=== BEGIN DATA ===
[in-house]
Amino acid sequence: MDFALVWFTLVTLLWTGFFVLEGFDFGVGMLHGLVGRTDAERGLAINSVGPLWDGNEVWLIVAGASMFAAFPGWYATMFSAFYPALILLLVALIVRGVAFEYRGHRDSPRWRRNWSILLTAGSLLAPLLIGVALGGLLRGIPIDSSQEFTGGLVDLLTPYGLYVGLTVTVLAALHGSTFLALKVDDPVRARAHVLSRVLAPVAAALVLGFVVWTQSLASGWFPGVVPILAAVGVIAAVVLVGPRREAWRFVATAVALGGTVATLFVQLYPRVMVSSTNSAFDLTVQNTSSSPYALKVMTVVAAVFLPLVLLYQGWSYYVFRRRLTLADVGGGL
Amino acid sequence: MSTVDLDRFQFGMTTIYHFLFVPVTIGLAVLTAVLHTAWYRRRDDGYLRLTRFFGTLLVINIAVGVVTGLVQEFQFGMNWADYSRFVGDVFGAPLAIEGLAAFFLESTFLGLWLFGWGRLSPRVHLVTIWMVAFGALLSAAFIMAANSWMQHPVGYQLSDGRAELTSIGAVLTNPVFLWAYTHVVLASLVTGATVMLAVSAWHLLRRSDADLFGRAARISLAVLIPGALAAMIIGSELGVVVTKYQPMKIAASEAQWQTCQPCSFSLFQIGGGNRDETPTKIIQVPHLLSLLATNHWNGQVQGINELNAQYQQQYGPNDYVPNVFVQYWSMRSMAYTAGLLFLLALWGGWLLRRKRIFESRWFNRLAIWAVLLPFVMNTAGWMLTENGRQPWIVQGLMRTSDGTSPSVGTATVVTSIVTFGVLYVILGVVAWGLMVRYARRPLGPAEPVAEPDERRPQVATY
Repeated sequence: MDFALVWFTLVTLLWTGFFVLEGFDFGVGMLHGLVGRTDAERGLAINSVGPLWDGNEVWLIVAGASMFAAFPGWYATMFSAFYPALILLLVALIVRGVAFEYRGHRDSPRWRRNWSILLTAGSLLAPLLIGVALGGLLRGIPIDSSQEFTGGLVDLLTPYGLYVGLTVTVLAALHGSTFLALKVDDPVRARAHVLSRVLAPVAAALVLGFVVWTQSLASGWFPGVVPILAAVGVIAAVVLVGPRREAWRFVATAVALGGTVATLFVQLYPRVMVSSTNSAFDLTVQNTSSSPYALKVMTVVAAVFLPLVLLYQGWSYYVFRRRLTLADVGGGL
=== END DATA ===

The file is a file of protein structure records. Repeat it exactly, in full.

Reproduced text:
[in-house]
Amino acid sequence: MDFALVWFTLVTLLWTGFFVLEGFDFGVGMLHGLVGRTDAERGLAINSVGPLWDGNEVWLIVAGASMFAAFPGWYATMFSAFYPALILLLVALIVRGVAFEYRGHRDSPRWRRNWSILLTAGSLLAPLLIGVALGGLLRGIPIDSSQEFTGGLVDLLTPYGLYVGLTVTVLAALHGSTFLALKVDDPVRARAHVLSRVLAPVAAALVLGFVVWTQSLASGWFPGVVPILAAVGVIAAVVLVGPRREAWRFVATAVALGGTVATLFVQLYPRVMVSSTNSAFDLTVQNTSSSPYALKVMTVVAAVFLPLVLLYQGWSYYVFRRRLTLADVGGGL
Amino acid sequence: MSTVDLDRFQFGMTTIYHFLFVPVTIGLAVLTAVLHTAWYRRRDDGYLRLTRFFGTLLVINIAVGVVTGLVQEFQFGMNWADYSRFVGDVFGAPLAIEGLAAFFLESTFLGLWLFGWGRLSPRVHLVTIWMVAFGALLSAAFIMAANSWMQHPVGYQLSDGRAELTSIGAVLTNPVFLWAYTHVVLASLVTGATVMLAVSAWHLLRRSDADLFGRAARISLAVLIPGALAAMIIGSELGVVVTKYQPMKIAASEAQWQTCQPCSFSLFQIGGGNRDETPTKIIQVPHLLSLLATNHWNGQVQGINELNAQYQQQYGPNDYVPNVFVQYWSMRSMAYTAGLLFLLALWGGWLLRRKRIFESRWFNRLAIWAVLLPFVMNTAGWMLTENGRQPWIVQGLMRTSDGTSPSVGTATVVTSIVTFGVLYVILGVVAWGLMVRYARRPLGPAEPVAEPDERRPQVATY
Repeated sequence: MDFALVWFTLVTLLWTGFFVLEGFDFGVGMLHGLVGRTDAERGLAINSVGPLWDGNEVWLIVAGASMFAAFPGWYATMFSAFYPALILLLVALIVRGVAFEYRGHRDSPRWRRNWSILLTAGSLLAPLLIGVALGGLLRGIPIDSSQEFTGGLVDLLTPYGLYVGLTVTVLAALHGSTFLALKVDDPVRARAHVLSRVLAPVAAALVLGFVVWTQSLASGWFPGVVPILAAVGVIAAVVLVGPRREAWRFVATAVALGGTVATLFVQLYPRVMVSSTNSAFDLTVQNTSSSPYALKVMTVVAAVFLPLVLLYQGWSYYVFRRRLTLADVGGGL